A winter storm is set to bring snow, sleet, freezing rain and rain across North Carolina on Sunday.
Make plans to spend a lot of time at home, perhaps into Monday too. Dangerous travel conditions are possible in much of the state.
Some locations should begin preparations for the likelihood of power outages.
The latest forecast data suggests wintry precipitation will begin to spread across the western half of North Carolina late tonight. It will then spread into the eastern half of the state through Sunday morning.
Precipitation will last throughout the day Sunday. Winter weather alerts have been issued across the state.
As is often the case with winter storms, the highest chance for accumulating snow is expected for the mountains of western North Carolina.
Snow should fall starting early Sunday morning across parts of the Piedmont and central North Carolina. That snow should, however, become more of an icy mix with sleet and freezing rain.
A brief period of a wintry mix may even be possible just inland from the coast Sunday morning before quickly transitioning to all rain.
The transition to all rain should move farther inland, just west of I-95 around midday on Sunday. Some model data suggests rain could move as far inland as Raleigh Sunday evening.
Sunday's storm may produce an extended period of freezing rain for some locations in central North Carolina and the Piedmont.
Freezing rain falls as rain but freezes on contact with trees, power lines and some road surfaces because the air temperature is at or just below freezing.
If at least a quarter-inch of ice accumulates on tree branches, those branches and even whole trees could fall, potentially causing power outages.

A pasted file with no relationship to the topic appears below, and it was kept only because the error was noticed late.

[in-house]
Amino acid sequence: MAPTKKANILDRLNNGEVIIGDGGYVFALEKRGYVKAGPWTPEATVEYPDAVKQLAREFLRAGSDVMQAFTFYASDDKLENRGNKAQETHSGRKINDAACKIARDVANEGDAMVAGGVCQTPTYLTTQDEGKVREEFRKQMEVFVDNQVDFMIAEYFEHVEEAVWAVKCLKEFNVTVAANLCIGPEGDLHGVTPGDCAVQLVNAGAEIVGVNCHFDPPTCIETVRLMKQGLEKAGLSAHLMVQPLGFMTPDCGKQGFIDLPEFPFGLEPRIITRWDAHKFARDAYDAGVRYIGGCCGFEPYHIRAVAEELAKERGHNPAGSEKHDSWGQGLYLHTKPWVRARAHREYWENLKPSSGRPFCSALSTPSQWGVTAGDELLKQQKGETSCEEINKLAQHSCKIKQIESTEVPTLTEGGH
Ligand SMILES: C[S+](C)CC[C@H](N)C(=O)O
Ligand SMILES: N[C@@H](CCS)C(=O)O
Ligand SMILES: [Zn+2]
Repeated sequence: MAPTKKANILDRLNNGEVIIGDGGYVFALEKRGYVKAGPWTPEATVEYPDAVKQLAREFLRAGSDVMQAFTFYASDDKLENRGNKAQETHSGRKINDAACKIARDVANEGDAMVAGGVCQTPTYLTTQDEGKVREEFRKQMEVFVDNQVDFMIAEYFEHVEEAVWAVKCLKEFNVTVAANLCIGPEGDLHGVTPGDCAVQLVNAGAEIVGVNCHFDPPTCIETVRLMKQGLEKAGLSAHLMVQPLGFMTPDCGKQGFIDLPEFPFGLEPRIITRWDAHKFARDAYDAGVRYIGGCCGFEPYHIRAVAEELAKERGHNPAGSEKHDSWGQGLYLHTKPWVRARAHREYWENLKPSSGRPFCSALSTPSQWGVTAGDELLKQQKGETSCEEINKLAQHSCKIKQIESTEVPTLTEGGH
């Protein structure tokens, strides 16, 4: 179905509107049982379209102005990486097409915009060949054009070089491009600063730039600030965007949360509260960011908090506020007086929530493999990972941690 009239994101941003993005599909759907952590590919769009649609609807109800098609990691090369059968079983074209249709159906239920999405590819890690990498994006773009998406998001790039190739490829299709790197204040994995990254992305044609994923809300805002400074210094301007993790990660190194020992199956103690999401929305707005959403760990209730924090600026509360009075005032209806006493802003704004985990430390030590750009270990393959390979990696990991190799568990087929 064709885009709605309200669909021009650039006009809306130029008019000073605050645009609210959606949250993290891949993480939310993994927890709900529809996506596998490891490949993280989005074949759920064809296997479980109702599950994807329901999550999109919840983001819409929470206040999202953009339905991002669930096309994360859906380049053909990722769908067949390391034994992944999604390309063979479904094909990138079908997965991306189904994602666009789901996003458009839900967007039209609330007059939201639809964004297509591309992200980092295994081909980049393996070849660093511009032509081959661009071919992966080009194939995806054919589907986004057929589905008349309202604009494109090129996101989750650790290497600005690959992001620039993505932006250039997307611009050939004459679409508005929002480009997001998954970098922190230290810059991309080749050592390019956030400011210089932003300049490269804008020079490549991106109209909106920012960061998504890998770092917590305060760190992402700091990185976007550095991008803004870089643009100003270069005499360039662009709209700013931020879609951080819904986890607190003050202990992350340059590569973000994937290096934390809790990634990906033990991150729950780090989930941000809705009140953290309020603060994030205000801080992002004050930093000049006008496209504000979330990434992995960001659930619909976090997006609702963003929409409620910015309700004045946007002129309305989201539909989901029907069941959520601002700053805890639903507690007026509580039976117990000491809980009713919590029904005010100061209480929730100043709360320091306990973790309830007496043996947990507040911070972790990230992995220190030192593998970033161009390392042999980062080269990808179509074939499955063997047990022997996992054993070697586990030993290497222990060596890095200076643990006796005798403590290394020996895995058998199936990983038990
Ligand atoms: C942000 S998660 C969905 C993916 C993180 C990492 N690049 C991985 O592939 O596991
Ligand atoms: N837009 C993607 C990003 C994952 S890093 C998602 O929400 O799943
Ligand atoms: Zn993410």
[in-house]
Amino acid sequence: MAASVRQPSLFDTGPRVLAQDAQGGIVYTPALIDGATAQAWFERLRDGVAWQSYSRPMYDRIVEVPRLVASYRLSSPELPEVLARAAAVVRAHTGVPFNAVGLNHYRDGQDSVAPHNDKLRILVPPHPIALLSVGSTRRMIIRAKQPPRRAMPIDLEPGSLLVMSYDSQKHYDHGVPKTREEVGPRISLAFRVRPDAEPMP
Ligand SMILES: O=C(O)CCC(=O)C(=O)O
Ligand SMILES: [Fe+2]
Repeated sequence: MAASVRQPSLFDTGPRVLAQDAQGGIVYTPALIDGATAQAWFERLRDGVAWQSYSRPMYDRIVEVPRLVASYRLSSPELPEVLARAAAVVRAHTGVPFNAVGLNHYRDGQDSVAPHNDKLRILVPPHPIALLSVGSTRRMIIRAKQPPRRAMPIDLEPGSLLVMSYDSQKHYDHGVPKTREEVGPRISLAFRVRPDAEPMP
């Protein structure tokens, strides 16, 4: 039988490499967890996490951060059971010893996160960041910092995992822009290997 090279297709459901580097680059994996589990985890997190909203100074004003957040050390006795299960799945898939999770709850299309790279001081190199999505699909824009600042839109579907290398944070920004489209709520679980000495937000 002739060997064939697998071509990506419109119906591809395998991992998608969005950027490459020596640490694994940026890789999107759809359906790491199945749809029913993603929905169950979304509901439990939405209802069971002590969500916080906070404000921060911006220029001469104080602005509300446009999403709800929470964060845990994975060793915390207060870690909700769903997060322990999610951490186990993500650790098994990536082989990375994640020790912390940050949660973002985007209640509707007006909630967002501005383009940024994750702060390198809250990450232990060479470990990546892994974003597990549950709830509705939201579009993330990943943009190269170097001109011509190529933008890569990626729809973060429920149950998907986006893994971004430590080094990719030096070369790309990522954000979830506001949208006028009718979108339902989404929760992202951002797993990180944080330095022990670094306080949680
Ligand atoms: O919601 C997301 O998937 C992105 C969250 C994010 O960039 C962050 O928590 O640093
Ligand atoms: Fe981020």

The most significant ice accumulation that could lead to extended widespread power outages is now expected for communities between Charlotte and Fayetteville, as well as those between Greensboro and Raleigh.
Residents in and near these areas should collect supplies like batteries, flashlights and non-perishable food items just in case the power goes out and stays out for days.
Power outages will likely also be a problem across western North Carolina as heavy snow is expected in the High Country.
That will likely make travel very difficult if not impossible, starting late tonight and continuing through Sunday.
Some communities in the mountains could see up to a foot or more of snow.
Communities between I-95 and the coast should see at least 1 to 3 inches of rain through Sunday's storm.
That could lead to isolated flooding in eastern North Carolina.
Thunderstorms are also possible with the heavy rain near the coast. There's a marginal risk for severe weather with a primary threat for damaging winds and an isolated tornado during the afternoon and evening.
Winds, not associated with thunderstorms are expected to increase especially Sunday afternoon. Wind gusts could exceed 60 mph over the Outer Banks resulting in over-wash on NC Hwy 12 and coastal flooding in favored areas.
Stay tuned to Spectrum News 1 and the Spectrum News app for updates.